Mike, a happily single auto mechanic, is more than content sharing his bachelor pad with piles of laundry, dirty dishes, and a sneaky ferret. But when a half-crazed woman in a bad wig shows up on his doorstep, what's a nice guy to do? Why, invite her in, unknowingly help her in her search for the truth and, in the process, fall head over heels for a woman who's never been less his type.

There is also this cool give away contest, so hurry over to Marianne's site right now!

Michelle, of Bleeding Espresso, recently had this post interviewing Diana Sprechler, author of Who By Fire. There is also a giveaway involved with Michelle's post, so by all means hurry over there. The interview with Diana was fascinating, and I believe Diana will be a guest here in the next few weeks, as well. From the Harper Collins site:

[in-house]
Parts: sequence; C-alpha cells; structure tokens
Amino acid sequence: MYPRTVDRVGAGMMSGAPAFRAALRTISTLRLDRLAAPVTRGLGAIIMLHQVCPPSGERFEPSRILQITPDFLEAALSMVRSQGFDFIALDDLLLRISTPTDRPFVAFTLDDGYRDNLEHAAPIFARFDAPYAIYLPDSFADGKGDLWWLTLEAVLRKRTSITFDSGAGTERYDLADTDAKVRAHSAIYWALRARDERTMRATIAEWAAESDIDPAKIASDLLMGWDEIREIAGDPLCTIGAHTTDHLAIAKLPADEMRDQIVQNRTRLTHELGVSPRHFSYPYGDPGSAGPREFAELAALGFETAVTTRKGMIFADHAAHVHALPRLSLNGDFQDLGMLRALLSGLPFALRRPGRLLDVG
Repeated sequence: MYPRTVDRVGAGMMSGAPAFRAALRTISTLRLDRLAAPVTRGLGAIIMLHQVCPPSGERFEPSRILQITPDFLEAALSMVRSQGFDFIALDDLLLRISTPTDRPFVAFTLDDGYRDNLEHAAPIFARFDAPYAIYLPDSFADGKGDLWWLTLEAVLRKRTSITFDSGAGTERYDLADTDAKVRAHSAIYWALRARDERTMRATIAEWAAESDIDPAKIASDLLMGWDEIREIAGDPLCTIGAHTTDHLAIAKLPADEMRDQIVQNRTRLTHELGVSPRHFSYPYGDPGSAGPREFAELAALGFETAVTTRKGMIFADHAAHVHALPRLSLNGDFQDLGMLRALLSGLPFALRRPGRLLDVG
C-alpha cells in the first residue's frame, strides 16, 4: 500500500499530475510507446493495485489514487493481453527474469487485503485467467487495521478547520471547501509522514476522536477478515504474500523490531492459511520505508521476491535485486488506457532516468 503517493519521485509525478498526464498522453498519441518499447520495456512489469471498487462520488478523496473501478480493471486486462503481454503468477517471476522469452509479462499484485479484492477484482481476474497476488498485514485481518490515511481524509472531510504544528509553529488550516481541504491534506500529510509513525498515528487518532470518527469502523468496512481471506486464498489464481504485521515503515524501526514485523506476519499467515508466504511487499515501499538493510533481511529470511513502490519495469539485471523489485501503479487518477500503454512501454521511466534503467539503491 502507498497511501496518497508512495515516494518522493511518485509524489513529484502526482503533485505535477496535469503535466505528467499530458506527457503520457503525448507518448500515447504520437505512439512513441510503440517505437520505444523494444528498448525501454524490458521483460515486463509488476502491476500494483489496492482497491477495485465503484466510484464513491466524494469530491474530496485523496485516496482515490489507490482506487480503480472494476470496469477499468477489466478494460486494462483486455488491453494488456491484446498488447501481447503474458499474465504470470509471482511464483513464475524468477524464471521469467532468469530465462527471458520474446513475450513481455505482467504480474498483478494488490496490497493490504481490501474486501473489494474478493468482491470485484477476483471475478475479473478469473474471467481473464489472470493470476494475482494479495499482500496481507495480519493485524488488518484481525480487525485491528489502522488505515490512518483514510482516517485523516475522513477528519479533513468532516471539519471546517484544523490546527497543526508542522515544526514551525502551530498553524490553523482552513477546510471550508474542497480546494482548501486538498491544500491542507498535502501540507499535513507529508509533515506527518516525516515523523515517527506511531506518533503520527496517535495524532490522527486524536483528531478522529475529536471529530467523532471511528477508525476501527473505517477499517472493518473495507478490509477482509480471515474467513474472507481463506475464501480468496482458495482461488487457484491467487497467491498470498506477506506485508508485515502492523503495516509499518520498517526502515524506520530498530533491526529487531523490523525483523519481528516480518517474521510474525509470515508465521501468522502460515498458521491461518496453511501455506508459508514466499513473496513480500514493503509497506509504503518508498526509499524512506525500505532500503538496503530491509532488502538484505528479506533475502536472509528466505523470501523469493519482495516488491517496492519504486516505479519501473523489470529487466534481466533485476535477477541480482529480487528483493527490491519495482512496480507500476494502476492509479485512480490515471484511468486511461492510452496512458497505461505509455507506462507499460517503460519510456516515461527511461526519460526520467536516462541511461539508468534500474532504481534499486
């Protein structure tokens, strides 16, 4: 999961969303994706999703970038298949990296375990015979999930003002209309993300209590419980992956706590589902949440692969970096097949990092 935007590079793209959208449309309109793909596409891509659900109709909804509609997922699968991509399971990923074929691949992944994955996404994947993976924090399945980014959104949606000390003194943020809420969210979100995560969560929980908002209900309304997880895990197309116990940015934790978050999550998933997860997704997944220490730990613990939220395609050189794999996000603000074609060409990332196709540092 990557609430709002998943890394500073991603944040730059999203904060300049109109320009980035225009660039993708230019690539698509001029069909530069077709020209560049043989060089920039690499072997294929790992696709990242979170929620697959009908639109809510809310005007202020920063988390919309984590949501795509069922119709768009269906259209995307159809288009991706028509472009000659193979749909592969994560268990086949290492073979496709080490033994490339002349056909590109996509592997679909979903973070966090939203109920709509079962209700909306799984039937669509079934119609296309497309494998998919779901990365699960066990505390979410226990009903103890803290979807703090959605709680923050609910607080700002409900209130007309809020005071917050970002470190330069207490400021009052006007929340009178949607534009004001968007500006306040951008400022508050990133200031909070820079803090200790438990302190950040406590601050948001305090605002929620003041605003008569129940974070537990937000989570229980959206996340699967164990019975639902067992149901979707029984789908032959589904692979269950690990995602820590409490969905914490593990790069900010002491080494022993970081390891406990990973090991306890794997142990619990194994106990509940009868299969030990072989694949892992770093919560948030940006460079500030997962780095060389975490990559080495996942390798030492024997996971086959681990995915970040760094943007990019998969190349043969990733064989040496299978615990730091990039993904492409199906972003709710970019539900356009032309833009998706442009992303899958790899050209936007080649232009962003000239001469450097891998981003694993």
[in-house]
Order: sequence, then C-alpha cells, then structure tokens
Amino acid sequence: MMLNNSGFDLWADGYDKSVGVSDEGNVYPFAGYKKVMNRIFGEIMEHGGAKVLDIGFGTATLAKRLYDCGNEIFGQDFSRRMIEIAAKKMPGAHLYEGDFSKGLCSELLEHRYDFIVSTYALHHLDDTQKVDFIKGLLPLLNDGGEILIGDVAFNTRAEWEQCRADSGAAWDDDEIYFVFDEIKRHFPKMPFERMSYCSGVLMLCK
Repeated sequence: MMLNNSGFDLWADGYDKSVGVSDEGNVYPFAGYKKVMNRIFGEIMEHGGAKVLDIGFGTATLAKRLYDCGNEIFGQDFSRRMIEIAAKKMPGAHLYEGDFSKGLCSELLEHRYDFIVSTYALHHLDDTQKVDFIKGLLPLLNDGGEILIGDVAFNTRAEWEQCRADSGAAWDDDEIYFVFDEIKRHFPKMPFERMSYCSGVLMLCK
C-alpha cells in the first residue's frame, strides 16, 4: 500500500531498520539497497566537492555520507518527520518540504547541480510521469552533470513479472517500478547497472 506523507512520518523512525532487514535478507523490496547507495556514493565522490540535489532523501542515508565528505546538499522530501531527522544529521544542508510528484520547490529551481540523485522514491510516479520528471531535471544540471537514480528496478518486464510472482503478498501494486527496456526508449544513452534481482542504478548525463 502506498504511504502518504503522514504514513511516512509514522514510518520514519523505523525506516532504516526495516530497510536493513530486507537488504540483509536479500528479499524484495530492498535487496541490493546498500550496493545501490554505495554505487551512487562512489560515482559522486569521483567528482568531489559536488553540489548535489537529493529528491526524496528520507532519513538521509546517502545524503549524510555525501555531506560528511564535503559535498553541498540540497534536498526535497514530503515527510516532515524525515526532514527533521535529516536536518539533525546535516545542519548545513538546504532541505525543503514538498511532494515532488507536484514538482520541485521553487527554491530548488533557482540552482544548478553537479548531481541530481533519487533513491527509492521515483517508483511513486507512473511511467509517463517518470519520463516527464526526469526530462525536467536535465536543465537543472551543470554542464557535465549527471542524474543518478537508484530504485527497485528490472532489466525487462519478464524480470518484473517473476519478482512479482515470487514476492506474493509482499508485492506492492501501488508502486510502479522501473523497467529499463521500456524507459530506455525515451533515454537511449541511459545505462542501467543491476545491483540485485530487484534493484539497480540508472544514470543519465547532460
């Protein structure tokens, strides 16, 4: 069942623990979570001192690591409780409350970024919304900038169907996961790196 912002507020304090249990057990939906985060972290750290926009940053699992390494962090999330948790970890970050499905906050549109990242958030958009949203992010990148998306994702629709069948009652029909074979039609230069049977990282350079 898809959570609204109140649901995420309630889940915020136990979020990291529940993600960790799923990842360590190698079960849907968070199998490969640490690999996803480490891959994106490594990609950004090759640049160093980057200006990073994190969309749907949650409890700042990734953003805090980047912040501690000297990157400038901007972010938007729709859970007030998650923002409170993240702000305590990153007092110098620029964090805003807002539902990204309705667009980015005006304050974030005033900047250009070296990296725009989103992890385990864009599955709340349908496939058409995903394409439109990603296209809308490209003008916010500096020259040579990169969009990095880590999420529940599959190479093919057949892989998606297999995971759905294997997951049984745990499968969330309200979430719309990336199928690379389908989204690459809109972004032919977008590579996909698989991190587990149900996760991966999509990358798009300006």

Bits and Ash were children when the kidnapping of their younger sister, Alena—an incident for which Ash blames himself—caused an irreparable family rift. Thirteen years later, Ash is living as an Orthodox Jew in Israel, cutting himself off from his mother, Ellie, and his wild-child sister, Bits. But soon he may have to face them again; Alena's remains have finally been uncovered. Now Bits is traveling across the world in a bold and desperate attempt to bring her brother home and salvage what's left of their family.

Sharp and captivating, Who by Fire deftly explores what happens when people try to rescue one another.

So let's all read a good book. And write about our reading. Wander over to Soccer Mom in Denial and find out how to get more involved.


thailandchani said...